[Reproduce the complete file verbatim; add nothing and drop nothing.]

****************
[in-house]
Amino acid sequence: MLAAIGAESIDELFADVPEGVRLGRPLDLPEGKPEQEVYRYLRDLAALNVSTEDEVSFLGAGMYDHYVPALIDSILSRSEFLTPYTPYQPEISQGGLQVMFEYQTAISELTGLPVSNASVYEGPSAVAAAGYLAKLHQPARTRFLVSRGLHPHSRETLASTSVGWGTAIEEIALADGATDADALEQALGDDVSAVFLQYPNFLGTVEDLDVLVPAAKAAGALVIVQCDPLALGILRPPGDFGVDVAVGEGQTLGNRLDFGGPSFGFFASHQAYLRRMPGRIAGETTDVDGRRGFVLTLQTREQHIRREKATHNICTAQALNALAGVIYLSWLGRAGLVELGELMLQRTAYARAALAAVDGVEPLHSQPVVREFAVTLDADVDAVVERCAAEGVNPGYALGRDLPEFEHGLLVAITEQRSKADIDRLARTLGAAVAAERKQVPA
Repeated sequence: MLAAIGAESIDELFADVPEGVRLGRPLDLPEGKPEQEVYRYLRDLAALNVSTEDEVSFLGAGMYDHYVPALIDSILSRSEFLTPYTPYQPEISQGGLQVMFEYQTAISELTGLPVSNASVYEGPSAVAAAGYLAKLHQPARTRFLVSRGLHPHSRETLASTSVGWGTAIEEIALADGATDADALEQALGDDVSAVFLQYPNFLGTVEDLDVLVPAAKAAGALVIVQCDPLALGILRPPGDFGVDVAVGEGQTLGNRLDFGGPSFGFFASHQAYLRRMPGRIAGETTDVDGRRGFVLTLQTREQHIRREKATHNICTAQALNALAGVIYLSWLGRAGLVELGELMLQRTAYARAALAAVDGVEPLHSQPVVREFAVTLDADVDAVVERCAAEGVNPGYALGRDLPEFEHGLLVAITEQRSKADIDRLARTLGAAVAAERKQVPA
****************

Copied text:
[in-house]
Amino acid sequence: MLAAIGAESIDELFADVPEGVRLGRPLDLPEGKPEQEVYRYLRDLAALNVSTEDEVSFLGAGMYDHYVPALIDSILSRSEFLTPYTPYQPEISQGGLQVMFEYQTAISELTGLPVSNASVYEGPSAVAAAGYLAKLHQPARTRFLVSRGLHPHSRETLASTSVGWGTAIEEIALADGATDADALEQALGDDVSAVFLQYPNFLGTVEDLDVLVPAAKAAGALVIVQCDPLALGILRPPGDFGVDVAVGEGQTLGNRLDFGGPSFGFFASHQAYLRRMPGRIAGETTDVDGRRGFVLTLQTREQHIRREKATHNICTAQALNALAGVIYLSWLGRAGLVELGELMLQRTAYARAALAAVDGVEPLHSQPVVREFAVTLDADVDAVVERCAAEGVNPGYALGRDLPEFEHGLLVAITEQRSKADIDRLARTLGAAVAAERKQVPA
Repeated sequence: MLAAIGAESIDELFADVPEGVRLGRPLDLPEGKPEQEVYRYLRDLAALNVSTEDEVSFLGAGMYDHYVPALIDSILSRSEFLTPYTPYQPEISQGGLQVMFEYQTAISELTGLPVSNASVYEGPSAVAAAGYLAKLHQPARTRFLVSRGLHPHSRETLASTSVGWGTAIEEIALADGATDADALEQALGDDVSAVFLQYPNFLGTVEDLDVLVPAAKAAGALVIVQCDPLALGILRPPGDFGVDVAVGEGQTLGNRLDFGGPSFGFFASHQAYLRRMPGRIAGETTDVDGRRGFVLTLQTREQHIRREKATHNICTAQALNALAGVIYLSWLGRAGLVELGELMLQRTAYARAALAAVDGVEPLHSQPVVREFAVTLDADVDAVVERCAAEGVNPGYALGRDLPEFEHGLLVAITEQRSKADIDRLARTLGAAVAAERKQVPA